Other states are plundering the Golden State's industries by convincing businesses to pick up stakes and move out before the cap-and-trade earthquake hits. Governors and Washington politicians who want to reduce their "carbon footprint," but are worried about the more immediate crises of cascading unemployment, unbalanced budgets, and the housing-market collapse, would be wise not to follow California's lead. Green policies have a tendency to push states into the red.


Something else that is not in the "models"

Earth's Cracks May Contribute to Global Warming

Whether devastating faults, dank caves or mud cracks on a drying desert plain, Earth's surface is riddled with fractures. Now a new study had found that the cracks exhale large quantities of gas, perhaps enough to affect global warming. Noam Weisbrod of Ben Gurion University of the Negev and a team of researchers monitored a crack about 2 meters long (6.5 feet) and 1 meter (3.3 feet) deep for two years in the Negev Desert is Israel. Each night, they watched as warm air in the crack drew water vapor out of the surrounding rock, and lifted it into the cold evening air.

If air in the crack is just 7 degrees warmer than the ambient temperature, it is buoyant enough to rise out of any crack in the ground bigger than 1 centimeter (0.4 inch) across, bringing with it any gases that leak out of the surrounding soil or rock. But the team was surprised to find that the crack they studied gave off water vapor up to 200 times faster than areas without fractures.

"Sometimes we go for walks at night, and you put your face over the mouth of a cave and you can feel a warm wind coming out," Weisbrod said. "Usually it's a nice hot wind in the cold air."

Like carbon dioxide, water vapor is a greenhouse gas that plays a crucial role in the way Earth's atmosphere traps heat from the sun. Though the team only measured water vapor, Weisbrod said it's likely that cracks also regularly emit elevated amounts of CO2 and nitrogen oxides.

This doesn't only happen in extremely dry areas, he added. The Negev is arid, but roughly equivalent in dryness to the area around Los Angeles, Calif., the American southwest, and many regions around the world. Fractures are common in soils and rocks in wet regions as well, Dan Yakir of the Weizman Institute of Science said.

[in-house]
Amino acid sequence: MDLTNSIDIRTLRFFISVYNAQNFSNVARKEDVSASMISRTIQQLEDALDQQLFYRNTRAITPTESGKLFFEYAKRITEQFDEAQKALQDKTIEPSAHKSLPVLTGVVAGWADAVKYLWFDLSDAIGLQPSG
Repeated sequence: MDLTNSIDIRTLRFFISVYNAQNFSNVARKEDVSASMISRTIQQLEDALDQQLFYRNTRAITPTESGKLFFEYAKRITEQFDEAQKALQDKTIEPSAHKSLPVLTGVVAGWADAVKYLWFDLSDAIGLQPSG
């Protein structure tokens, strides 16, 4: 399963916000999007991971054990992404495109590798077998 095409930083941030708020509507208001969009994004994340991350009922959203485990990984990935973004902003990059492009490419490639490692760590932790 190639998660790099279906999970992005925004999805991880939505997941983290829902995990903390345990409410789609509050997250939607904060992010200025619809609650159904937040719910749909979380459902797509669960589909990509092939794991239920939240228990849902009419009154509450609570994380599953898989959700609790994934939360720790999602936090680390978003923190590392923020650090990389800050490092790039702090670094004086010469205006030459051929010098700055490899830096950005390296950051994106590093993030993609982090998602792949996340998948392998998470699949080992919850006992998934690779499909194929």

Taken as a whole, emissions from fractures in the uppermost meter of the planet's crust may make a significant contribution to greenhouse gases in the atmosphere. But Weisbrod stressed it's too early to make such a conclusion; the team only studied one crack in detail out of millions. "This has the potential to be important globally," Yakir said. "The biosphere soaks up 30 percent of the carbon, and soil respiration is a very large part of that. If cracks remove CO2 from soils much faster than usual, it's important. But this study is only a first step."


Former IPCC lead editor: Co2 disaster is allegedly coming, but we might not actually see the evidence until 2040

This follows the No. 1 rule of good prophecy: Make sure that you put the prophesied event far enough in the future so that you will be dead before they find out that you were wrong. Background on John T. Houghton (born 1931): Sir John Theodore Houghton FRS CBE was the co-chair of the Intergovernmental Panel on Climate Change's (IPCC) scientific assessment working group. He was the lead editor of first three IPCC reports. He was professor in atmospheric physics at the University of Oxford, former Chief Executive at the Met Office and founder of the Hadley Centre.

The expert who dubbed global warming a "weapon of mass destruction" will present the scientific evidence for global warming and outline the actions required to halt climate change at a public event in St Andrews this week.

Meteorologist Sir John Houghton predicts that disaster awaits if action is not taken to combat man-made global warming. He will explore the moral and theological obligations that he believes we should all address....

Talking in advance of the lecture, Sir John explained, "One cabinet minister asked me, "When's all this going to happen?" I replied that in 20 or 30 years we can expect to see some large effects. "Oh" he said, "that's OK, it'll see me out". But it won't see his children or grandchildren out."


Opposing view on global warming will be aired

'Carbon dioxide is not a pollutant,' noted skeptic will tell audience at UT.